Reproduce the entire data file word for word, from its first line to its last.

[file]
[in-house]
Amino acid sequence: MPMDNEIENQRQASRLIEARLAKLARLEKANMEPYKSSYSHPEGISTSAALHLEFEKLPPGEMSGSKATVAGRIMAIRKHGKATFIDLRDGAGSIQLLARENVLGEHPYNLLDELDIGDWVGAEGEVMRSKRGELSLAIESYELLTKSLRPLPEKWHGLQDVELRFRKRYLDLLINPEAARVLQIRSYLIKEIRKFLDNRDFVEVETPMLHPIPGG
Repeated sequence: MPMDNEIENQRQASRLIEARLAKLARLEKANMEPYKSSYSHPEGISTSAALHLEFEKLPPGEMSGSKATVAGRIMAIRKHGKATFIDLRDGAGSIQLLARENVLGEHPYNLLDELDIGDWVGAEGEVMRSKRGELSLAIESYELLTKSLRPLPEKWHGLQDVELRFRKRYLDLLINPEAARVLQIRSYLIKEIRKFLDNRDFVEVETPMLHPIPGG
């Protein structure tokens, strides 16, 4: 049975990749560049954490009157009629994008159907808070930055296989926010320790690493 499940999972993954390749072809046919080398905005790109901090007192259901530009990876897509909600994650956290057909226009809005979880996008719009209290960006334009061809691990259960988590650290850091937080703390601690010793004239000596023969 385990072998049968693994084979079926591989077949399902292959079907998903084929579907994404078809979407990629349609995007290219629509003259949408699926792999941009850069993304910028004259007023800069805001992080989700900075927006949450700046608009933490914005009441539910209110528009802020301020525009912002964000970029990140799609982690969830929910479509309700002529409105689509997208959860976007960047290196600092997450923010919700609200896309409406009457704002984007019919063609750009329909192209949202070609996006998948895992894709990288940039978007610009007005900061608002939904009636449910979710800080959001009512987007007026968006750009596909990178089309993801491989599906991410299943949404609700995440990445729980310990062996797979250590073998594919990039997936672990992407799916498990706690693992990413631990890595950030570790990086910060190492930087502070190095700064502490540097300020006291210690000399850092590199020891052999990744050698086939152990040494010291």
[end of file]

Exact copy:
[in-house]
Amino acid sequence: MPMDNEIENQRQASRLIEARLAKLARLEKANMEPYKSSYSHPEGISTSAALHLEFEKLPPGEMSGSKATVAGRIMAIRKHGKATFIDLRDGAGSIQLLARENVLGEHPYNLLDELDIGDWVGAEGEVMRSKRGELSLAIESYELLTKSLRPLPEKWHGLQDVELRFRKRYLDLLINPEAARVLQIRSYLIKEIRKFLDNRDFVEVETPMLHPIPGG
Repeated sequence: MPMDNEIENQRQASRLIEARLAKLARLEKANMEPYKSSYSHPEGISTSAALHLEFEKLPPGEMSGSKATVAGRIMAIRKHGKATFIDLRDGAGSIQLLARENVLGEHPYNLLDELDIGDWVGAEGEVMRSKRGELSLAIESYELLTKSLRPLPEKWHGLQDVELRFRKRYLDLLINPEAARVLQIRSYLIKEIRKFLDNRDFVEVETPMLHPIPGG
């Protein structure tokens, strides 16, 4: 049975990749560049954490009157009629994008159907808070930055296989926010320790690493 499940999972993954390749072809046919080398905005790109901090007192259901530009990876897509909600994650956290057909226009809005979880996008719009209290960006334009061809691990259960988590650290850091937080703390601690010793004239000596023969 385990072998049968693994084979079926591989077949399902292959079907998903084929579907994404078809979407990629349609995007290219629509003259949408699926792999941009850069993304910028004259007023800069805001992080989700900075927006949450700046608009933490914005009441539910209110528009802020301020525009912002964000970029990140799609982690969830929910479509309700002529409105689509997208959860976007960047290196600092997450923010919700609200896309409406009457704002984007019919063609750009329909192209949202070609996006998948895992894709990288940039978007610009007005900061608002939904009636449910979710800080959001009512987007007026968006750009596909990178089309993801491989599906991410299943949404609700995440990445729980310990062996797979250590073998594919990039997936672990992407799916498990706690693992990413631990890595950030570790990086910060190492930087502070190095700064502490540097300020006291210690000399850092590199020891052999990744050698086939152990040494010291």